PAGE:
Guide to Online Antivirus Solutions Part 7: F-Secure Online Virus Scanner
by James Hicks - Friday, 28 September 2007.
Internet connections are getting faster every day, so online antivirus solutions transformed from proof of concepts into actual quality security services. Lately I have been playing with some leading online antivirus products and here are my thoughts.

After Panda Security NanoScan and TotalScan, Trend Micro's HouseCall, Kaspersky Online Scanner, Norman SandBox Malware Analyzer, BitDefender Online Scanner and ESET Online Scanner this week we are taking a look at F-Secure's online AV solution.



F-Secure Online Virus Scanner is a free service. You can use it to find out if your computer is infected with viruses, worms or malware and if this is the case you can get rid of them. The version I used is 3.2.

The user interface is pretty simple and offers two main self explanatory options.



Custom options include selecting the desired scanning folders, as well as changing the scope of the scan.



The product will automatically download the necessary components and virus definition databases as it is started.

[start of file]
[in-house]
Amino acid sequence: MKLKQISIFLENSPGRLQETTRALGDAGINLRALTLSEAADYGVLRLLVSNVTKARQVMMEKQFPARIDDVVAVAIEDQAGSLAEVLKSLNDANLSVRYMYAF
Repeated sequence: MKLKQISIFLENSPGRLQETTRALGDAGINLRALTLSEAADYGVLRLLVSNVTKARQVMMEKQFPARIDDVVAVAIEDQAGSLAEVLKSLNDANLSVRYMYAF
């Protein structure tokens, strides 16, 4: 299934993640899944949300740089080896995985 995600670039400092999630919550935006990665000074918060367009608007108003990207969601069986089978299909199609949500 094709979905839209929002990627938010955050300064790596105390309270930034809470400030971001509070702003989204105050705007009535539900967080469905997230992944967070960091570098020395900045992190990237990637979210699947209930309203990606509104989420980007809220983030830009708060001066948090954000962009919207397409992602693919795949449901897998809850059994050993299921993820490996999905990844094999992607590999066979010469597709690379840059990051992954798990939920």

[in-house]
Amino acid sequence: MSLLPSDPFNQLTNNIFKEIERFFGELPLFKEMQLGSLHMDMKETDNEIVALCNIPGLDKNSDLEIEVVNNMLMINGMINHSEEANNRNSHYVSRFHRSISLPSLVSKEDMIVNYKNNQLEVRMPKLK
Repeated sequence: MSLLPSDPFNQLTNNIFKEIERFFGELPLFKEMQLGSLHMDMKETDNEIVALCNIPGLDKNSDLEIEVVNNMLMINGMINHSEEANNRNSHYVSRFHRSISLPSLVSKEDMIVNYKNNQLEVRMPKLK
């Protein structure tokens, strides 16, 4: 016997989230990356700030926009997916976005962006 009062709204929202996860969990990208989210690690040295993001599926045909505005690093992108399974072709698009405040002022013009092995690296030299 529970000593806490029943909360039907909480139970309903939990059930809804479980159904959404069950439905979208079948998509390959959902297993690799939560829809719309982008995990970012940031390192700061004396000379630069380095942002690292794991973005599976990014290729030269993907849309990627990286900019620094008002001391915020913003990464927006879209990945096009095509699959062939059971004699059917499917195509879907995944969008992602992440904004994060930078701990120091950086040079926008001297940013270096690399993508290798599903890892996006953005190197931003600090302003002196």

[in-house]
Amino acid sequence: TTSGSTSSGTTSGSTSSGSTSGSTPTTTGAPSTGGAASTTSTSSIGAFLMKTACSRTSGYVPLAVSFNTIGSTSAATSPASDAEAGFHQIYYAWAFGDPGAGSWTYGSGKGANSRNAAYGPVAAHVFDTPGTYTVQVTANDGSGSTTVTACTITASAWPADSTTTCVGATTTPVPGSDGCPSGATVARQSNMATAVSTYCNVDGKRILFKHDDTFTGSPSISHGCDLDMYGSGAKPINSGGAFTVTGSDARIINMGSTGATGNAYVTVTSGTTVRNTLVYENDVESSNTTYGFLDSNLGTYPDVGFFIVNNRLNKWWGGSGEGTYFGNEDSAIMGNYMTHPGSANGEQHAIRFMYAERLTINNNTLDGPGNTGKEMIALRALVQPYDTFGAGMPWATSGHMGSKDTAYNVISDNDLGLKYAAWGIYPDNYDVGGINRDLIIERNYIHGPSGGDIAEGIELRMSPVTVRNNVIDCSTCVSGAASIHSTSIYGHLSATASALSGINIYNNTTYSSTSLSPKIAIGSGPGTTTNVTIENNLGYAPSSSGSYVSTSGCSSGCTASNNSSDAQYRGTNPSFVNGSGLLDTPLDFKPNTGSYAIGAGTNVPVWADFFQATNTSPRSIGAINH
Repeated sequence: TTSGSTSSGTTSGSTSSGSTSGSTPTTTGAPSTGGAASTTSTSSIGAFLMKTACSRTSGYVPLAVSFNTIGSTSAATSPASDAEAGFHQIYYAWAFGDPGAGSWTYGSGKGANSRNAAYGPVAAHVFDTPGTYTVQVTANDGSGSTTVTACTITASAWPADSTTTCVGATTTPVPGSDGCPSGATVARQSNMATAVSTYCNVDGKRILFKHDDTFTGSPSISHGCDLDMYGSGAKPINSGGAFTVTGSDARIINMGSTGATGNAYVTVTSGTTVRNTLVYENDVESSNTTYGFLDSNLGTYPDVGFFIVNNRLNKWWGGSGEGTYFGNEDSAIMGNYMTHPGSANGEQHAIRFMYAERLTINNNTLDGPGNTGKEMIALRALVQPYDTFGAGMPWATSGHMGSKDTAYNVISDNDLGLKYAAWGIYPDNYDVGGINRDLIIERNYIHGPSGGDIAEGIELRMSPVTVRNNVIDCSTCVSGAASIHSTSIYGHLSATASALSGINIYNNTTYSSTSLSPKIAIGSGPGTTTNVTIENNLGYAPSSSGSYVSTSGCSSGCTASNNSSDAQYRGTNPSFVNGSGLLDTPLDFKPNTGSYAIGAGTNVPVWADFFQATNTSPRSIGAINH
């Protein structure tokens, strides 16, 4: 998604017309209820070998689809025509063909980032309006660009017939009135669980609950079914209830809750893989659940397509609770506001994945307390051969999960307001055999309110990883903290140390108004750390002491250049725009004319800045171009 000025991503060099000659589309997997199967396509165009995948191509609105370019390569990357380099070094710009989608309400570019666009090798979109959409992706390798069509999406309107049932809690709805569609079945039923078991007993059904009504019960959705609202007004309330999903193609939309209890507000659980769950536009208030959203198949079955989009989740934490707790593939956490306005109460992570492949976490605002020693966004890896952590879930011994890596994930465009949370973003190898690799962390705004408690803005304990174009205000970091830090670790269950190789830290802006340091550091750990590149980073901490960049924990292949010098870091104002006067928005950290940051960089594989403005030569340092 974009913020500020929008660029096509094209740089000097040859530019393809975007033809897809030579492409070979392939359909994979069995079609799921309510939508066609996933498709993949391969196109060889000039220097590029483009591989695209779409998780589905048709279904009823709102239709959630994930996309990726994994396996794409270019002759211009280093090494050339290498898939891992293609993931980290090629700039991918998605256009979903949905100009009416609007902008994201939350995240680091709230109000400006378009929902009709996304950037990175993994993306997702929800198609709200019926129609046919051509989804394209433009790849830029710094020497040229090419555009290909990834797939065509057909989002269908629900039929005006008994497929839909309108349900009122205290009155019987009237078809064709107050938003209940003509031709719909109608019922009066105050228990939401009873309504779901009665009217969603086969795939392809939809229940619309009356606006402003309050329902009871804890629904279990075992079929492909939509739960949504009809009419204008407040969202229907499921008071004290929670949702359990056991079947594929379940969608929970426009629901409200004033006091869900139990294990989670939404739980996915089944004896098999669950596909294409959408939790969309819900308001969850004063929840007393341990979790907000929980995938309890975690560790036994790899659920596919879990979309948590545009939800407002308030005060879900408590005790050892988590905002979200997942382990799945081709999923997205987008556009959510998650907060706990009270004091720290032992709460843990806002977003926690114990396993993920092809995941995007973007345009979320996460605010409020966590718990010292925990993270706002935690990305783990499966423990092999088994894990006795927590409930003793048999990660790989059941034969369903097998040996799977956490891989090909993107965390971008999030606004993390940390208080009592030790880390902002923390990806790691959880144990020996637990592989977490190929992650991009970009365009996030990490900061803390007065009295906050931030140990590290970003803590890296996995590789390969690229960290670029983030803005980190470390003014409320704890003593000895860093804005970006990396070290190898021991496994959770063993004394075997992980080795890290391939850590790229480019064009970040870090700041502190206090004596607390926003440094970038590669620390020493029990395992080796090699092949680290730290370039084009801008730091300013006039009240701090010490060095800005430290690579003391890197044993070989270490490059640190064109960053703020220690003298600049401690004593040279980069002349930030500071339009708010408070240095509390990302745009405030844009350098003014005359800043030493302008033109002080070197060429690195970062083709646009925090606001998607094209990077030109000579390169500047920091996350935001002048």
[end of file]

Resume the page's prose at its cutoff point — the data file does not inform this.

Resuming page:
As you can see the interface still looks a bit spartan, but with this kind of tools the functionality is much more important than the "good looks".



The custom scan didn't find any viruses, but there are 25 instances of spyware. The scanning process took approx. 10-15 minutes on a relatively empty notebook computer.



The results are provided in a easy to browse frame, with active links to F-Secure AV database by clicking on any specific type of malware.



Disinfection process (as well as sending files to F-Secure - option checked on by default) took a couple of minutes.



The scanning report is automatically saved in a HTML file.



F-Secure's online solution is a no-frills way of checking your system for viruses and much more - besides the mentioned malware (adware/spyware etc) it can also detect presence of rootkits.

Spotlight

USBdriveby: Compromising computers with a $20 microcontroller

Posted on 19 December 2014.  |  Security researcher Samy Kamkar has devised a fast and easy way to compromise an unlocked computer and open a backdoor on it: a simple and cheap ($20) pre-programmed Teensy microcontroller.


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